Fluffy security: Cloud-computing tools and services available at apps.gov could mean better security for government agencies, some experts say.
“If a big customer demands certain security controls,” Grossman says, “you become the beneficiary of that work by the service provider and customer.” This means that the centralized approach of apps.gov will help all government agencies get better security from popular providers.
Google hopes its experience will attract government customers. “Our technology is really built to withstand the most sophisticated attacks,” says David Mihalchik, business development manager on Google’s federal team. “We are the honeypot for hackers in many respects. We are constantly being attacked, and we have a team of some of the top security experts in the world that make sure we are fending off those attacks on google.com and on our other properties.”
Google is in the process of getting its public cloud certified according to federal government standards for information security. It hopes to be approved to handle information deemed moderately sensitive. Once that rating has been attained, Google plans to build a dedicated government cloud that exceeds that standard to address individual government agency needs.
“These companies have huge incentives to provide good security,” says Ted Schadler, an analyst at Forrester Research specializing in cloud-based collaboration. He compares security problems in cloud computing to plane crashes – they’re high-profile events that generate a lot of attention and embarrassment for the companies involved.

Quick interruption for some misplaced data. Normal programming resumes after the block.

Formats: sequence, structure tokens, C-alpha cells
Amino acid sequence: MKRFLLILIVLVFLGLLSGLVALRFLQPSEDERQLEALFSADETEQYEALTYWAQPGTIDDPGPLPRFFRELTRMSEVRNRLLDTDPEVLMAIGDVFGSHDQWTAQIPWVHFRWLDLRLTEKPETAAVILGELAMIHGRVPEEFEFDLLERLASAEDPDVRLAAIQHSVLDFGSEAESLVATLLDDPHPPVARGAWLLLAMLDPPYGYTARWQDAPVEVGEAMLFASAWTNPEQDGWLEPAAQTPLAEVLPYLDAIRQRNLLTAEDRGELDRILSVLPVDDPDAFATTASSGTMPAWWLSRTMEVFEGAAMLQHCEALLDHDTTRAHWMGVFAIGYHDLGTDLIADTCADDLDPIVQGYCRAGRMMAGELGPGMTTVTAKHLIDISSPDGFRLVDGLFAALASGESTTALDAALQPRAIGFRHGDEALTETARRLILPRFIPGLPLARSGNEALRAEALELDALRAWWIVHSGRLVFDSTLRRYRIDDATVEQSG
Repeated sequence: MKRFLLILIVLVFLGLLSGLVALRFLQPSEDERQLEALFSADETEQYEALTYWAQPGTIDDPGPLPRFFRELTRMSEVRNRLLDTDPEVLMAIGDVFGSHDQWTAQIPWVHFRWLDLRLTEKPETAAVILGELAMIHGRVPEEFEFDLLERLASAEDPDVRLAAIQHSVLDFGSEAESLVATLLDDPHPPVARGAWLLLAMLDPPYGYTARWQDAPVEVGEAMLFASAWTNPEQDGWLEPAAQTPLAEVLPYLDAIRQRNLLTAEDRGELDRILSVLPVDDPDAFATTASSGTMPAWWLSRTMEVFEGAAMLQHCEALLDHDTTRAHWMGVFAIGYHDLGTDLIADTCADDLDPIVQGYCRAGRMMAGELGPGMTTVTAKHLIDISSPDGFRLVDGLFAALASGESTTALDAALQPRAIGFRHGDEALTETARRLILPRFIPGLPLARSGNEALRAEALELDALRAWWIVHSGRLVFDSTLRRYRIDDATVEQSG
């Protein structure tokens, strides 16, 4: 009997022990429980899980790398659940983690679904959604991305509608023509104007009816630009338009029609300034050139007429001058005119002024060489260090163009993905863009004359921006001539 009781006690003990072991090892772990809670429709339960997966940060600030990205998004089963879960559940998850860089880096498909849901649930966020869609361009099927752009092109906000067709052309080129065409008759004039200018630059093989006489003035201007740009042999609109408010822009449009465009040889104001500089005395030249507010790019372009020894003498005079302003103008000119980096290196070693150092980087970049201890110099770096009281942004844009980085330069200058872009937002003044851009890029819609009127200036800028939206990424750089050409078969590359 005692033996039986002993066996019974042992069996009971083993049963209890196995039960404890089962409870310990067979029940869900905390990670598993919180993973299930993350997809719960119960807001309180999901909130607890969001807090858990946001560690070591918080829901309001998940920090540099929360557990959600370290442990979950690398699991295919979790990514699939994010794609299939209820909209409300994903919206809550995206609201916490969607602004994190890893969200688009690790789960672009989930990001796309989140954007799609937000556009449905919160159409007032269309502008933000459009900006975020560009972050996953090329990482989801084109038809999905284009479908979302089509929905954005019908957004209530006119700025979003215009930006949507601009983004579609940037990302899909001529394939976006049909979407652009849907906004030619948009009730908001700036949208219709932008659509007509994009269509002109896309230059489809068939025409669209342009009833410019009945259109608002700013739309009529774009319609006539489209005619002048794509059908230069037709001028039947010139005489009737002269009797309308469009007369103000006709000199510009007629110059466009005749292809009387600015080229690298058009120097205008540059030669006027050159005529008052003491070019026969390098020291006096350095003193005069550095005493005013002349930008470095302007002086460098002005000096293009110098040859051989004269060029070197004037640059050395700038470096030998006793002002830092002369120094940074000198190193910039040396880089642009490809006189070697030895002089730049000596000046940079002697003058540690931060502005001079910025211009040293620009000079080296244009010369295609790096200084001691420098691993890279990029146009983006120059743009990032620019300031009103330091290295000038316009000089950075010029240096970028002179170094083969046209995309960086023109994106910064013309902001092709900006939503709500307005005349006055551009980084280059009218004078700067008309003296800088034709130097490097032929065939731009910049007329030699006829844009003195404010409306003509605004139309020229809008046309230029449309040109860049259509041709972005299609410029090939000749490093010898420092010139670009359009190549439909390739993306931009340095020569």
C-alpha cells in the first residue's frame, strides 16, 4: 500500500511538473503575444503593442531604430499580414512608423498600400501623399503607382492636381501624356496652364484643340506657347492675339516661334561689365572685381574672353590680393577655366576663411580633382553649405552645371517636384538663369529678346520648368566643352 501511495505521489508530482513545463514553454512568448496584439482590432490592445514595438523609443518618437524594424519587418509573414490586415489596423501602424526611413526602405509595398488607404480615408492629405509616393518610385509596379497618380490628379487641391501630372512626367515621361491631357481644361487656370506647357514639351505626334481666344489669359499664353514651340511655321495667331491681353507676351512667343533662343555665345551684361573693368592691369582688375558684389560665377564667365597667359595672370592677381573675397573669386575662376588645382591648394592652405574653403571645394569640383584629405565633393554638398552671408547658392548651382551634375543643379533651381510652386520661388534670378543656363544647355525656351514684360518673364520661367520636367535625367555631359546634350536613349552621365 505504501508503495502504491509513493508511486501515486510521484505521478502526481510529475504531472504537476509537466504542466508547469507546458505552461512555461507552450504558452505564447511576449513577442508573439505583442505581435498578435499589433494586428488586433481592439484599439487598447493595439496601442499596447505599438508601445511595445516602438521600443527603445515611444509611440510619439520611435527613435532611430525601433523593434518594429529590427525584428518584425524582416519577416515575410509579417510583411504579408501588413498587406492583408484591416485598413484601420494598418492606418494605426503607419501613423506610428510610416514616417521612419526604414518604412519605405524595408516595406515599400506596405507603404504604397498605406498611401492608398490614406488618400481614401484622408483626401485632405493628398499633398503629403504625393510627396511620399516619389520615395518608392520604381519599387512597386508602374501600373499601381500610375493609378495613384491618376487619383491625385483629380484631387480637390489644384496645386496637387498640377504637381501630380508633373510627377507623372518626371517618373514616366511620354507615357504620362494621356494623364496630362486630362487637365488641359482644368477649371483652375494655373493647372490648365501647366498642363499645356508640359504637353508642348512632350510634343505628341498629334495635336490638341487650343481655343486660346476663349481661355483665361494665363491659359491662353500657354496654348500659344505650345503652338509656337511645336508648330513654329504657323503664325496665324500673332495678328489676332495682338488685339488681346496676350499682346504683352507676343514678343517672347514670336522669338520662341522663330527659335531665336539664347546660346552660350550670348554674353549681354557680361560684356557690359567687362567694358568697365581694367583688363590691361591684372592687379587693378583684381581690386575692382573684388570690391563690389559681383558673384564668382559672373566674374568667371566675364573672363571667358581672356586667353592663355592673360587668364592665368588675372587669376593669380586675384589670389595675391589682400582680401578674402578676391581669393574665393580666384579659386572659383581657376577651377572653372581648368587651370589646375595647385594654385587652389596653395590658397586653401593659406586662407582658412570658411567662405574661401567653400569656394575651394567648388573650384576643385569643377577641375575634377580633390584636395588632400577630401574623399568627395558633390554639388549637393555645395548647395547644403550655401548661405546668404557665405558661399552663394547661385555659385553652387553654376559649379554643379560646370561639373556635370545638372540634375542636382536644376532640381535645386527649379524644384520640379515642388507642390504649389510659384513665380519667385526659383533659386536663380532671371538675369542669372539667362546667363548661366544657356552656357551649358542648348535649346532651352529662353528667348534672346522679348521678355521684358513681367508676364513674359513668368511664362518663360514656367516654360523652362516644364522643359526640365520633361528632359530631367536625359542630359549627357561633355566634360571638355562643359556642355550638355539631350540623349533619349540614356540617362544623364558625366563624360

But INPUT’s Peterson says that there’s still room for concern. “Security is a two-part thing – technology and people,” she says. In order for cloud-computing services to work effectively and securely, the agencies using them need to understand how to handle the technology responsibly.
Peterson still sees apps.gov as a careful step into cloud computing. The first go-round, she says, is focused on applications that won’t have access to large amounts of government data. If this initial phase goes well, she expects to see cloud-computing services penetrating more deeply into government agencies, handling more mission-critical tasks, and taking on heavier roles as essential infrastructure.
Forrester’s Schadler says that apps.gov fits into the Obama administration’s agenda of pushing the government forward in its IT sophistication. The visibility of apps.gov could encourage more businesses to set aside their hesitations and try cloud computing, he says. Schadler expects that constituents may pressure government agencies to adopt the new technologies when they see the cost savings.
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